Platelet activation as assessed by degranulation of P-selectin was significantly (P<0.05) increased in patients with acute stroke (proportion of CD62P-positive platelets was 6.4 [5.8% to 8.3%]) and in the acute TIA group (7.5% [5.2% to 10.7%]) compared with the control group (5.4% [4.4% to 6.7%]; Figure 1). There was no difference between patients with TIA or completed stroke either in the acute phase or 3 months later.

    The expression of CD62P on platelet-leukocyte aggregates (mean intensity of immunofluorescence) was significantly increased in the acute phase of stroke (13.9 [11.6 to 19.2]) and TIA (13.8 [10.7 to 16.6]) compared with the control group (9.5 [7.6 to 14.3]; Figure 2).

    The expression of CD42b on platelet-leukocyte aggregates (mean intensity of immunofluorescence) was also significantly increased in the acute stage of stroke (17.3 [13.6 to 23.3]; P<0.001) and in the acute TIA group (15.2 [12.9 to 24.1]; P=0.003) compared with the control group (12.8 [9.2 to 18.7]). There was no significant difference between patients with TIA or stroke either in the acute phase or 3 months later. After 3 months, CD42b expression returned to a normal level, comparable to that in the control group. The difference between the acute phase and after 3 months was significant (P<0.01) for both groups (TIA and stroke).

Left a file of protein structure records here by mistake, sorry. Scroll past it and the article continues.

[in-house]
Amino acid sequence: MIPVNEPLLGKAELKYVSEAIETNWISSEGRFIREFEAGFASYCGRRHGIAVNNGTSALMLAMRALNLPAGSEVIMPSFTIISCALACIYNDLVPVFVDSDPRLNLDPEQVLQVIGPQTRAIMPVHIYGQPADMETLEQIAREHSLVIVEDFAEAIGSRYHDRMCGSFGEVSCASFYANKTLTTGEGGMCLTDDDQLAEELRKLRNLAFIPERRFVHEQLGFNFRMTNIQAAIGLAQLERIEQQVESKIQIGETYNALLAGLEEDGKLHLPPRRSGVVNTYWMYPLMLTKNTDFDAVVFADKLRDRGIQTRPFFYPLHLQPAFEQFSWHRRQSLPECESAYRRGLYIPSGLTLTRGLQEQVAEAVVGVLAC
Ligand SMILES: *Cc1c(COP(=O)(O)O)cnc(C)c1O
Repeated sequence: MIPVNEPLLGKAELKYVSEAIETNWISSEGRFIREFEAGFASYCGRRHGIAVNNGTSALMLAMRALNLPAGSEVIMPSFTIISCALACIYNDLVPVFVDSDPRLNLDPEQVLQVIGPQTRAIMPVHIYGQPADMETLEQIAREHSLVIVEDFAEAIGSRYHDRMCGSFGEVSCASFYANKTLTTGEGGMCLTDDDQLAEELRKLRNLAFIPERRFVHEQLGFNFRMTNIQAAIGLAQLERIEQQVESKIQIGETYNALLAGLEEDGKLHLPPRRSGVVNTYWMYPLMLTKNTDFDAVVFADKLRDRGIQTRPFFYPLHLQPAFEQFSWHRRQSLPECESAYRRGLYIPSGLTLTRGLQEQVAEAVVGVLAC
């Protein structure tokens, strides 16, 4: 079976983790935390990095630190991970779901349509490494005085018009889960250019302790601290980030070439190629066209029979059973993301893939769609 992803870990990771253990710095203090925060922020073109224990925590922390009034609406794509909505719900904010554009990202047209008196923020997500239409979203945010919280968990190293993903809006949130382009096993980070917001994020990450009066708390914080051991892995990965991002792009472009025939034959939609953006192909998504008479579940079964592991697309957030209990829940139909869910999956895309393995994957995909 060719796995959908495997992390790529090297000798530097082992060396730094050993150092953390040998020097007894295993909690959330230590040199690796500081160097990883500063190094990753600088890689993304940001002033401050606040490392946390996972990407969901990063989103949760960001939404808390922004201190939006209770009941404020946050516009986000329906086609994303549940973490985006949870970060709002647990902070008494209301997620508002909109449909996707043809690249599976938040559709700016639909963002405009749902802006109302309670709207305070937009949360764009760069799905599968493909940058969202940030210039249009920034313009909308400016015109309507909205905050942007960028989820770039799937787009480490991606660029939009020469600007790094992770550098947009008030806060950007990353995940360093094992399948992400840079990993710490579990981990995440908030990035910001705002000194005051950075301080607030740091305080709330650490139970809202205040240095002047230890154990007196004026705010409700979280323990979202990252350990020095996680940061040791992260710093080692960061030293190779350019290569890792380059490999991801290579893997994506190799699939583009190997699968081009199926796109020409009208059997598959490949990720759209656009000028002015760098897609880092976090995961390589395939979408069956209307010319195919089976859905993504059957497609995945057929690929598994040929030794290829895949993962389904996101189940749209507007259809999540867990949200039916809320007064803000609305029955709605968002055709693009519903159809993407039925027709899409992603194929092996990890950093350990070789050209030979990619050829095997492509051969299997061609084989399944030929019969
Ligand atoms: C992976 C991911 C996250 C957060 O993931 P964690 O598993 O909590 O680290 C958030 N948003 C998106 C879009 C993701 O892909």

L-selectin expression, a marker of leukocyte activation, was decreased in patients with acute stroke (mean fluorescence intensity); 20.9 [15.7 to 36.2]) or TIA (19.7 [15.7 to 42.3]) compared with control subjects (61.5 [20.1 to 144]; Figure 3). L-selectin expression remained attenuated in patients with stroke after 3 months (36.8 [17.8 to 108.0]). However, in patients with TIA, leukocyte activation returned to normal levels within 3 months (70.1 [18.6 to 97.6] versus control 61.5 [20.1 to 144]; P<0.05; Figure 3). We could not show a significant correlation between recurrent stroke in a time period of 5 years and a sustained attenuated L-selectin expression after 3 months of follow up. Eighteen (29%) patients in the stroke group experienced a recurrent stroke, and 11 (15%) patients in the TIA group had a new stroke.